UK helped train Saudi unit accused of whitewashing Yemen war crimes
The British military has provided training to a Saudi war crimes investigations unit headed by a Bahraini judge accused of sentencing peaceful protesters to lengthy jail terms, where they were often tortured.
Campaigners say the training, which was detailed in Foreign Office documents released on Monday, make the British government complicit in both whitewashing abuses in Bahrain and the failure to properly investigate potential war crimes committed by the Saudi-led coalition in Yemen.
The appointment last year of Colonel Mansour al-Mansour, a military lawyer, as a legal adviser to the Saudi-led Joint Incident Assessments Team (JIAT) was heavily criticised by human rights groups at the time, who said the military judge was complicit in torture in the wake of pro-democracy protests in 2011.
Colonel Mansour was the presiding judge of the National Security Court, which oversaw the lengthy detention of more than 300 protesters in what amounted to military trials.
Many of the protesters went on to claim they were tortured while in custody. The court also oversaw the trial of the so-called “Bahrain 13”, a group of leading human rights defenders and politicians who were arrested from March to May 2011 and subjected to torture while in custody.
Sayed Ahmed Alwadaei, director of advocacy at the Bahrain Institute for Rights and Democracy, said: “It is farcical that the judge who condemned torture victims to life imprisonment in Bahrain is now in charge of investigating the murder of civilians in Yemen.”
“With Mansour, the UK has trained a serial violator of human rights to investigate violations of humanitarian law. Mansour's role in JIAT speaks to its absence of credibility as a body, and is an insult to his Bahraini victims and to the civilians of Yemen. The UK must end its support of white-washing mechanisms in the Gulf.”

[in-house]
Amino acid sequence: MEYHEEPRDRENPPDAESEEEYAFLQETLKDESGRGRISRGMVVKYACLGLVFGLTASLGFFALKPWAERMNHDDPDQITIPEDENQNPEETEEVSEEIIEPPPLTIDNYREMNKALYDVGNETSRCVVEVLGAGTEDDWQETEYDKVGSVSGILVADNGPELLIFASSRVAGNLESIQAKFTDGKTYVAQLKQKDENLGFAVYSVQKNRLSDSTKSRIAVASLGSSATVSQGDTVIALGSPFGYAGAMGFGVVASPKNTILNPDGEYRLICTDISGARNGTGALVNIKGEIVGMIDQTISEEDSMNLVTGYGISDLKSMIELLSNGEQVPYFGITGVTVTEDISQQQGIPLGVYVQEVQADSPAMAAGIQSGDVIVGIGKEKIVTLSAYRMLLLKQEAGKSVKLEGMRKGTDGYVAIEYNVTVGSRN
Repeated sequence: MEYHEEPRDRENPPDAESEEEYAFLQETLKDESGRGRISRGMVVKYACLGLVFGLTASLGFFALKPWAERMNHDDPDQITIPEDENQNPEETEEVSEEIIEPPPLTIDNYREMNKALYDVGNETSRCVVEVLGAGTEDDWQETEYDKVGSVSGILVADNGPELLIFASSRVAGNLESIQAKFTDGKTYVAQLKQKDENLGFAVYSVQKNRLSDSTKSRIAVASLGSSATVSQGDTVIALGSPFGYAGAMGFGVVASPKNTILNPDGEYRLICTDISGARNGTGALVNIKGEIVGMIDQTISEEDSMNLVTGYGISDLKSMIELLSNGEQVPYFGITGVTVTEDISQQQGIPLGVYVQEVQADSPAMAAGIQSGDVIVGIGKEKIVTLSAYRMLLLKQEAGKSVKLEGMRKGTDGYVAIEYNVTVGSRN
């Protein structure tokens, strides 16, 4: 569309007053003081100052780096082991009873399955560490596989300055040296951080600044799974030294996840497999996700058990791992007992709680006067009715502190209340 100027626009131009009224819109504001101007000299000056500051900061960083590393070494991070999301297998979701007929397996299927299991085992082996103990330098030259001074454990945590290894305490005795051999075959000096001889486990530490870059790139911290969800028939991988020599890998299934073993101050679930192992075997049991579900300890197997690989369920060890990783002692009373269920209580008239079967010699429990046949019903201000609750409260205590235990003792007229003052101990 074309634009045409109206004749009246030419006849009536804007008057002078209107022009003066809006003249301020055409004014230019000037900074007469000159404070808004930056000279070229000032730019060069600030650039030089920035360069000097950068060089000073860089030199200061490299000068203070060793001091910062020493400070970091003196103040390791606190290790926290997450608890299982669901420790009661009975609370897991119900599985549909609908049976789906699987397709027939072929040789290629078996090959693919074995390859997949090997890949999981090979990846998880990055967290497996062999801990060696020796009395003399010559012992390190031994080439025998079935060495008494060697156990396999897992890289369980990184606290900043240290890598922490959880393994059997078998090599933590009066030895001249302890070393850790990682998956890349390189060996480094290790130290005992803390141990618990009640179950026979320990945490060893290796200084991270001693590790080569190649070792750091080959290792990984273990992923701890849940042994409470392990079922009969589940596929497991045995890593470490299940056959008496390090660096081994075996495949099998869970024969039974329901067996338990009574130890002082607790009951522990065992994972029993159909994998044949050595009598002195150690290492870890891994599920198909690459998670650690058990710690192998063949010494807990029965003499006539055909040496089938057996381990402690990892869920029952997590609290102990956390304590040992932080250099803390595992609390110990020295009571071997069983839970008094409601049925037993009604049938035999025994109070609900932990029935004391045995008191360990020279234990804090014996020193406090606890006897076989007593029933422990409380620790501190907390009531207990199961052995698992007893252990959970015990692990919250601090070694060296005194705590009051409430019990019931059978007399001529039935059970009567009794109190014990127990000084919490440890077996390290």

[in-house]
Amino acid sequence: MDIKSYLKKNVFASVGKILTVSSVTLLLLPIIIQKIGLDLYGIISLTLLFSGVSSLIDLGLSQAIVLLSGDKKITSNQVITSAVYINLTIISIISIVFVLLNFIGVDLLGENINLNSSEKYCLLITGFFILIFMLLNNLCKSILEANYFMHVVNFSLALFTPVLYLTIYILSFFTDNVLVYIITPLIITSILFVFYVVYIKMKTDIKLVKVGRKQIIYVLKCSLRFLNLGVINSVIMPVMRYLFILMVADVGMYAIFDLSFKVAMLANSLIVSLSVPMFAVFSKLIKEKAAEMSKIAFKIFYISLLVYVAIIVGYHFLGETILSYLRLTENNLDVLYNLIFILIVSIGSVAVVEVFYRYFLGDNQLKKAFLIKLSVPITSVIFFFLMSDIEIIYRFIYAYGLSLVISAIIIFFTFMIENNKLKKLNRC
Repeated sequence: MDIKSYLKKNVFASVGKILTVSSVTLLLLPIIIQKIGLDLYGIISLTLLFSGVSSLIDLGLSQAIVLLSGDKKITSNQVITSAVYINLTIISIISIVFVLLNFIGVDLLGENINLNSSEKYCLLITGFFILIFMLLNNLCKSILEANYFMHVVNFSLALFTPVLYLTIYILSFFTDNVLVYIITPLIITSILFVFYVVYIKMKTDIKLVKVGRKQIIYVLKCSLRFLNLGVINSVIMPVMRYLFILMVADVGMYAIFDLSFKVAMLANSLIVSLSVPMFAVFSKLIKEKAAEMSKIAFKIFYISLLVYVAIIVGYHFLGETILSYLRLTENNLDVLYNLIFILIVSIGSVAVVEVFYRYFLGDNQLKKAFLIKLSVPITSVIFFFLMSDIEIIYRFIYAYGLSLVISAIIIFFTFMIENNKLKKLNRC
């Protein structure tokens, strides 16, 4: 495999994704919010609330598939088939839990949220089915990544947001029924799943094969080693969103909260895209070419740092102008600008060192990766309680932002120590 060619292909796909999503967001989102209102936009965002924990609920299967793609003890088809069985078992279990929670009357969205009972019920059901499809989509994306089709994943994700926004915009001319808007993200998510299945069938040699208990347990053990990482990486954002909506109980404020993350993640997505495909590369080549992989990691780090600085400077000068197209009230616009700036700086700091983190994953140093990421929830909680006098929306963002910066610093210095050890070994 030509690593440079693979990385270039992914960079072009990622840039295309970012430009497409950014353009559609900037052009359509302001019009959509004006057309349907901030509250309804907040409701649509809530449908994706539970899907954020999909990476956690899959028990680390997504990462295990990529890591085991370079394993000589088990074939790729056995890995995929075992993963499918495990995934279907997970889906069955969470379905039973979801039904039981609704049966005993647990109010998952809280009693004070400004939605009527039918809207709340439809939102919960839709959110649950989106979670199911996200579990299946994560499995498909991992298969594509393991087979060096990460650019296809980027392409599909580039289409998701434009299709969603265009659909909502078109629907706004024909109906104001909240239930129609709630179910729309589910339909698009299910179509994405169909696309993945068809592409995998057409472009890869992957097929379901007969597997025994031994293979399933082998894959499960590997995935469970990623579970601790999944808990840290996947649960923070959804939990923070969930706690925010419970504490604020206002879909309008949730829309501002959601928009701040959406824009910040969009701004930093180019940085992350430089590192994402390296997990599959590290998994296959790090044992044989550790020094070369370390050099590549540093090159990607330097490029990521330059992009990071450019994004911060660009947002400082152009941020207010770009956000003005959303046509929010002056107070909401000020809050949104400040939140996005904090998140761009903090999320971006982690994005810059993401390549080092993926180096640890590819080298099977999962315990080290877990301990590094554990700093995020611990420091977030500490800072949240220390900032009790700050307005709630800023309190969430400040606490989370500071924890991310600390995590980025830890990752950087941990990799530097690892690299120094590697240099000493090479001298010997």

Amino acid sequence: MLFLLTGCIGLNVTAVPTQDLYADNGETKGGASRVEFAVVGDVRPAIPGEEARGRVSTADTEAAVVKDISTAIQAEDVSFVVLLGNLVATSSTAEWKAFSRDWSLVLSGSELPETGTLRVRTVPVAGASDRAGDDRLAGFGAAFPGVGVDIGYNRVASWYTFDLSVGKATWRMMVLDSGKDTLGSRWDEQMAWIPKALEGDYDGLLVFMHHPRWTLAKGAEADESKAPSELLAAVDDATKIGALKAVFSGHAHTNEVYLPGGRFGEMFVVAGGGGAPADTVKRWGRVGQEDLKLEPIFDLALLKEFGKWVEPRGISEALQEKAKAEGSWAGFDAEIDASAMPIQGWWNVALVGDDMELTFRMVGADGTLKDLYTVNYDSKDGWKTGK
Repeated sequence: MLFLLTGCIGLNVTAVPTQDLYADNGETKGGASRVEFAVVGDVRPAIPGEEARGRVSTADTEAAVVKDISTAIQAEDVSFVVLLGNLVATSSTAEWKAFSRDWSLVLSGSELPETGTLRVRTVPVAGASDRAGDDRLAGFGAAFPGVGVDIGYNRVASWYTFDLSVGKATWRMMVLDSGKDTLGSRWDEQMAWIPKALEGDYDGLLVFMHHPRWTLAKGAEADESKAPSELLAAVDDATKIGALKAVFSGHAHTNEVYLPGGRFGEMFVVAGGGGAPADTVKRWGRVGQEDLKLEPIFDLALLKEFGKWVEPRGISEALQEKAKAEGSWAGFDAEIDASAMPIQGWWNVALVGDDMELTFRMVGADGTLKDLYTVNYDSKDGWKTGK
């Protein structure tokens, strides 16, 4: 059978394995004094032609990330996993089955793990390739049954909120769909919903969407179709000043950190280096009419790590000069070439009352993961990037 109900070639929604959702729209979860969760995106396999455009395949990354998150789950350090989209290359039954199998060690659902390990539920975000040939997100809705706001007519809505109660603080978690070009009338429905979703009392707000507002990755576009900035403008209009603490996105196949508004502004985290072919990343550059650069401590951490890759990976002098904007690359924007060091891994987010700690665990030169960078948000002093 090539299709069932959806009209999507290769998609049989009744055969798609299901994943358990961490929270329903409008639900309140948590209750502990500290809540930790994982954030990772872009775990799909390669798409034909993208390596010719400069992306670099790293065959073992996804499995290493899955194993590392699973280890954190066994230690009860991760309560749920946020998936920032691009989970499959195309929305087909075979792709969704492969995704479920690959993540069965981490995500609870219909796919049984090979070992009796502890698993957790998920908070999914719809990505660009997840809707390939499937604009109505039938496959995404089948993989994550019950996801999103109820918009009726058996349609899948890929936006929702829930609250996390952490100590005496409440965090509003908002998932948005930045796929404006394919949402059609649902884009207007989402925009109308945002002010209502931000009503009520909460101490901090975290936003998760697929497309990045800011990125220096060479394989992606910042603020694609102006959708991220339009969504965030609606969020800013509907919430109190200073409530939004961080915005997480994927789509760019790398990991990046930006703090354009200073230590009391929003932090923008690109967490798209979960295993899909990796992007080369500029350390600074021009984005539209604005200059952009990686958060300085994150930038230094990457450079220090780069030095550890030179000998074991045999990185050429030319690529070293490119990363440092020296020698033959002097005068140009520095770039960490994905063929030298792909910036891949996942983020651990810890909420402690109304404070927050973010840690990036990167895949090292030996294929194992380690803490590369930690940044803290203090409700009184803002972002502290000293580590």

The Foreign Office confirmed that the UK had "supported the development of the Coalition JIAT and through the Ministry of Defence has delivered two training sessions in Saudi Arabia on the process of investigating alleged violations of Humanitarian Law (IHL)".
"The UK has not been directly involved in investigations undertaken by the JIAT; has not provided any specific operational advice to the Kingdom of Saudi Arabia for operations in Yemen; and has not provided training on political authorisation of military operations.
"However, the UK has provided support, advice and training in order to assist in the establishment of a process to undertake investigations into alleged civilian casualty incidents."
According to the UN at least 10,000 civilians have been killed during the conflict in Yemen, where Saudi Arabia has admitted to the use of banned British-made cluster bombs.
The Saudi-led coalition set up the JIAT in February in the wake of international pressure over civilian deaths, including the bombing of Doctors Without Borders facilities in the country.
The British foreign secretary, Boris Johnson, has used the JIAT report to reject calls to end British weapons sales to Saudi Arabia, saying there was no "clear breach" of international humanitarian law in the conflict.
However, the team was attacked as “inadequate” by human right groups, which insist an independent inquiry is needed to settle mounting controversy and provide accountability for possible war crimes.
This call was reinforced after the bombing of a funeral hall in October 2016 that killed 140 people.
The JIAT released a report in the wake of that strike which admitted responsibility, but blamed “wrong information” from allies of the internationally recognised Yemeni government for the strike.
Saudi Arabia has repeatedly insisted its bombing campaign in Yemen is being waged “in accordance with international humanitarian law” and that it is “a legitimate war of self defence”.
Details of the training were released following a Freedom of Information Act request, which also detailed how British officials attended a JIAT media conference in August led by Mansour.
At the event Mansour largely absolved the Saudi-led coalition of responsibility for civilian deaths.
The FCO response also said the British military has not been directly involved in investigations undertaken by the JIAT and that it has not provided any specific operational advice to the Kingdom of Saudi Arabia for operations in Yemen.